It’s surprising to me that my career has taken me to mental health, though it’s exactly where I know I need to and should be. Healthcare is practically part of my DNA — my father, Dr. John Wennberg, is the founder of the Dartmouth Institute for Health Policy and Clinical Practice, and my mother, Dr. Emma Ottolenghi, is a pioneer in women’s reproductive health in Vermont. I was trained as a primary care physician myself, and I’ve worked as a data scientist in health services research and then at Health Dialog focused on making shared decision making central to improving patients’ health, and then leading an accountable care collaboration. Thinking back, the one focus we didn’t have was mental health care.
I’ve seen firsthand just how hard it is for people to get the mental health care they need. Just a few years ago, my daughter experienced withdrawal symptoms from the medication she was taking, and she tried desperately to get in touch with her psychiatrist for days. Fortunately I was able to get a quick response when I reached out to the psychiatrist as “Dr. David Wennberg,” but you shouldn’t have to be a doctor, or have a doctor for a parent, to get the best care.
So when I got an opportunity to work at Quartet, I knew I had to take it. I live in Maine and work in New York, and while I miss my wife and dogs when I say goodbye on Monday mornings (even though I have gotten to know the flight crew on Delta pretty well), I know just how critical this work is.
It can be incredibly difficult for people to get mental health care — and as the mind and body are totally connected, this difficulty can have a profound impact on physical health as well. For example, many people who experience chest pains think they may be having a heart attack, when really they’re experiencing a panic attack. In the ER, the physicians are focused on making sure the patient doesn’t die and so focus on their heart. However, these patients rarely get treated for their mental health condition, and are sent on their way without getting to the bottom of why they’re there. This can lead to months or years of unwarranted symptoms. But if we had more understanding of how mental health conditions manifest, we could help people get the right care faster and help them lead happier, healthier lives.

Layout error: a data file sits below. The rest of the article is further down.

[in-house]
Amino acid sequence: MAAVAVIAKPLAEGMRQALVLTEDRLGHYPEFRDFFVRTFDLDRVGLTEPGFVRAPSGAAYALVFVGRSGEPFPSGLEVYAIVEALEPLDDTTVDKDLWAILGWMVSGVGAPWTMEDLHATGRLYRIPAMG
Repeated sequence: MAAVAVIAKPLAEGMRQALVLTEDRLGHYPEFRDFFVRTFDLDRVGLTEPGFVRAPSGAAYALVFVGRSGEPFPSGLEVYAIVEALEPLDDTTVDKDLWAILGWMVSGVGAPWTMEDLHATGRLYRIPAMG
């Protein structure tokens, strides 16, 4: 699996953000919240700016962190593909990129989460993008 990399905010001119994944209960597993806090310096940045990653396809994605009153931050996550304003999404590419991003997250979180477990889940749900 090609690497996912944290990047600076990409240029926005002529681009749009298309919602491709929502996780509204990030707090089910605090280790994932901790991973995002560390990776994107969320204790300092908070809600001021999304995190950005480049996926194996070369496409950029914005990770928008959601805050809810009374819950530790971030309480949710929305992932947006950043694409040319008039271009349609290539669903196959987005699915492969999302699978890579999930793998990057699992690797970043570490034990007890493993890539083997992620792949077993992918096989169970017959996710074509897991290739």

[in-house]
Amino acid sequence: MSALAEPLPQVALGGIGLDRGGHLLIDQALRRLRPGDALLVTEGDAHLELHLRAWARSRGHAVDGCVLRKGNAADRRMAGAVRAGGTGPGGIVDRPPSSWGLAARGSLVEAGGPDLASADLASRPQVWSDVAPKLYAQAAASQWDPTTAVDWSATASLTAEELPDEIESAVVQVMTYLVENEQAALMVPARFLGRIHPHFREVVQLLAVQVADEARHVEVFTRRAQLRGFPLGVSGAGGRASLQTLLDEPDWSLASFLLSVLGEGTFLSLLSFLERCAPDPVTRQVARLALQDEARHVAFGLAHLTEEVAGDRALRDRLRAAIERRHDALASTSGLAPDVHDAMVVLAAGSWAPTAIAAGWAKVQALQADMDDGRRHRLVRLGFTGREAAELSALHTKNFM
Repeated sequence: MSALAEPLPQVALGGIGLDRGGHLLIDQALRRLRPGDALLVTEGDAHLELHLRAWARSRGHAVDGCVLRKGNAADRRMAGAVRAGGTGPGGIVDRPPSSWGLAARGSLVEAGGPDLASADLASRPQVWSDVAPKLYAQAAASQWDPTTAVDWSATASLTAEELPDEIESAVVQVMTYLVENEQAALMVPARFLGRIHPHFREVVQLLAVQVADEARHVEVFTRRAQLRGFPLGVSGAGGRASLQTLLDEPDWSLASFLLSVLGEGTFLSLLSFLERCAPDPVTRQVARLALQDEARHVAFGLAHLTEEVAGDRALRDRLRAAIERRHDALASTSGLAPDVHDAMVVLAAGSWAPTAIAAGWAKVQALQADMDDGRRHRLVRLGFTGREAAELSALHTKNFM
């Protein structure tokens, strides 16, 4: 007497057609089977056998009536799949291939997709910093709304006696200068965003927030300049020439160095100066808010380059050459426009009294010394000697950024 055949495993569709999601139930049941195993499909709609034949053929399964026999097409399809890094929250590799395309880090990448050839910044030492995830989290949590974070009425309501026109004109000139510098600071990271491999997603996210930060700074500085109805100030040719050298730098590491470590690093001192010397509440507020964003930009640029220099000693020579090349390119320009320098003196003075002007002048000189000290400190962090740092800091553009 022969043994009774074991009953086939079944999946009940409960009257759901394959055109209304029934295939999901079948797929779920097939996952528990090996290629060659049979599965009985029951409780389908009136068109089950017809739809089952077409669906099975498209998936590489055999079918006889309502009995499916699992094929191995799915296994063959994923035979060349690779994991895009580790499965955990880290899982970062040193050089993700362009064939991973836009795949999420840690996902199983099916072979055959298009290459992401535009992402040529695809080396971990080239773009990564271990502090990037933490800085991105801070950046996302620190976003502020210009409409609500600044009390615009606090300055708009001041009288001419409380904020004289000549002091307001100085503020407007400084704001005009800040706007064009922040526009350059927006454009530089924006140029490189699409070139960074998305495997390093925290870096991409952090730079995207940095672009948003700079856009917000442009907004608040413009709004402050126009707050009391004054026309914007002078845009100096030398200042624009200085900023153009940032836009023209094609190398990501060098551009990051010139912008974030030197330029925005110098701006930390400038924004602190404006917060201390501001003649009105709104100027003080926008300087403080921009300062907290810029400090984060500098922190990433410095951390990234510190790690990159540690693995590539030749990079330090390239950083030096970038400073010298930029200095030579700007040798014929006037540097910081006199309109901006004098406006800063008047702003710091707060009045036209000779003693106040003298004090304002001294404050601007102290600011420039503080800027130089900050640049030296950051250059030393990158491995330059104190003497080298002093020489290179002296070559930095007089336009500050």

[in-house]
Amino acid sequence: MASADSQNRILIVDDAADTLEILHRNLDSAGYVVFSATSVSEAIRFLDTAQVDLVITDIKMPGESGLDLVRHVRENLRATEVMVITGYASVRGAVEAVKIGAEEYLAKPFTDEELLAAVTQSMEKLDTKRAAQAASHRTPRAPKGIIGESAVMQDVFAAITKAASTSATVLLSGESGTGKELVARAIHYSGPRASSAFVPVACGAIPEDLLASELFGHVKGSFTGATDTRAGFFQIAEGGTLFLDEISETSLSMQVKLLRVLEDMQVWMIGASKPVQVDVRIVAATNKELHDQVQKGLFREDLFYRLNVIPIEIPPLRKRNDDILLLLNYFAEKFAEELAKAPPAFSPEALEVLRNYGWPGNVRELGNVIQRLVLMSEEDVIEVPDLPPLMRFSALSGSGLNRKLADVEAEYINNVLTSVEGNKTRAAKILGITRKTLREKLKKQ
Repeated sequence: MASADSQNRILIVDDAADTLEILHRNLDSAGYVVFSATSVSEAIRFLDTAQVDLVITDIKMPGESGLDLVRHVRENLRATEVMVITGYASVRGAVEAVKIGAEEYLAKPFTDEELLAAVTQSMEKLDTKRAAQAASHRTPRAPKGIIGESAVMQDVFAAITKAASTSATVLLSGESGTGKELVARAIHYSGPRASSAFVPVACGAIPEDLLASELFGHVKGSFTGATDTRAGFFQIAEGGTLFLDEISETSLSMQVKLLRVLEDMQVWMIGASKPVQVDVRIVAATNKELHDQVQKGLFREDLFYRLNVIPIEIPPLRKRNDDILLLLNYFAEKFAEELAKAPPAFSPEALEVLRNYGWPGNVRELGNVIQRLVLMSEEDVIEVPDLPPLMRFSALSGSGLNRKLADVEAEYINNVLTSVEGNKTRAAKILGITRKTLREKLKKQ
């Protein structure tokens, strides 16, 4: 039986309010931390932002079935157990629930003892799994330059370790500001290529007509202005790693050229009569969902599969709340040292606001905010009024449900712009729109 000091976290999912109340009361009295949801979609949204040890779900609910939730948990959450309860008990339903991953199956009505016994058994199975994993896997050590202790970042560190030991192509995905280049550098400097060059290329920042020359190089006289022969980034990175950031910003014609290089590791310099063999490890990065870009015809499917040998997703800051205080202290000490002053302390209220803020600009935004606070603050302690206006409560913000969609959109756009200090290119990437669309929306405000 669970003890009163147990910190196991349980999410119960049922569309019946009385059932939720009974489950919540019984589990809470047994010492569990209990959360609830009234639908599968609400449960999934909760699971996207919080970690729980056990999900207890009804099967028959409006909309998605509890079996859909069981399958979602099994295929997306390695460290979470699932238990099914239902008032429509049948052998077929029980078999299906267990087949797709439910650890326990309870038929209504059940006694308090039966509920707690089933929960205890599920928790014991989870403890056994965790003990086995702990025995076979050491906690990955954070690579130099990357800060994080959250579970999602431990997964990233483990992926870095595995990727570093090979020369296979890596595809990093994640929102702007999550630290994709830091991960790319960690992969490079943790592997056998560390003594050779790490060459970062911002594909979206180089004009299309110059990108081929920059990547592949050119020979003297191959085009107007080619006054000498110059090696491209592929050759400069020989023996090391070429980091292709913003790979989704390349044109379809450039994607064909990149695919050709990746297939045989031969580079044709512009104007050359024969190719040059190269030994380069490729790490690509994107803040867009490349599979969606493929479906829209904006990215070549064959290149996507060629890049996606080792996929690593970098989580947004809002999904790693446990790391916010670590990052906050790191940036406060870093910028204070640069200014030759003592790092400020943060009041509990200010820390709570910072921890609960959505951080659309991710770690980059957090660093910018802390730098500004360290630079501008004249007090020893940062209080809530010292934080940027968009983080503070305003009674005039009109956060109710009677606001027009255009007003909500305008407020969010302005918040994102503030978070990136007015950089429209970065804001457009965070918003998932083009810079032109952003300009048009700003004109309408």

Mental health is personal to so many of us, for good reason: nearly one in four people in America experience a mental health condition. That’s many of us or our loved ones. Unfortunately, more than half of people don’t get the treatment or support they need. Many also experience poor health, chronic illnesses, lower quality of life, and shorter life expectancy as a result of their inability to get care. There are still so many people who aren’t being treated who have a condition that’s never been recognized. It’s time to change that.
The good news is that technology can make it easier for people to access the right mental health care. This is what we’re doing at Quartet. We are radically changing the delivery of mental health care. We work every day to make it easier for people with mental health conditions to get the care and support they need. Quartet is helping to reduce barriers to care by connecting patients with the right mental health provider who meets their needs and takes their insurance, in the right setting at the right time.
Quartet’s platform also allows all providers to connect about their patients’ health, and work together to get them the care and support they need. By connecting primary and mental health care, as Quartet does, patients can get the best care and see improvements in their health and wellbeing. It can also mean people spend less time in the ER with mental health symptoms, and have lower healthcare costs.
Today is World Mental Health Day, a day for education, awareness, and advocacy around mental health. This is critical. The state of mental health both in the U.S. and around the world is in crisis, and far too many people aren’t getting the care they need. We can and must do better.
That’s why I love having the honor of leading our amazing team at Quartet. I’m grateful to work with so many talented and hardworking people who are passionate about helping people with mental health conditions all around the country. We’ve learned so much from the people we help connect to care about what they want and need that we can now quickly match them with high-quality care and resources that best meets their needs, allowing them to get treatment and support much earlier. We’re in seven markets in the U.S., and are working quickly to expand our footprint so that we can help more people.
I’ve never worked as hard or been as excited about what we’ve accomplished, and yet there’s still so much to do to help more people get the care they need.
On World Mental Health Day, I’m glad that there’s a day when so many leaders and organizations are focused on reducing stigma and finding solutions for better mental health care. It’s going to require all of our efforts to make real change happen. I look forward to a time when people think about mental health everyday, and have ubiquitous access to the best care for themselves and their loved ones.
That’s when we’ll know we’ve truly accomplished our mission.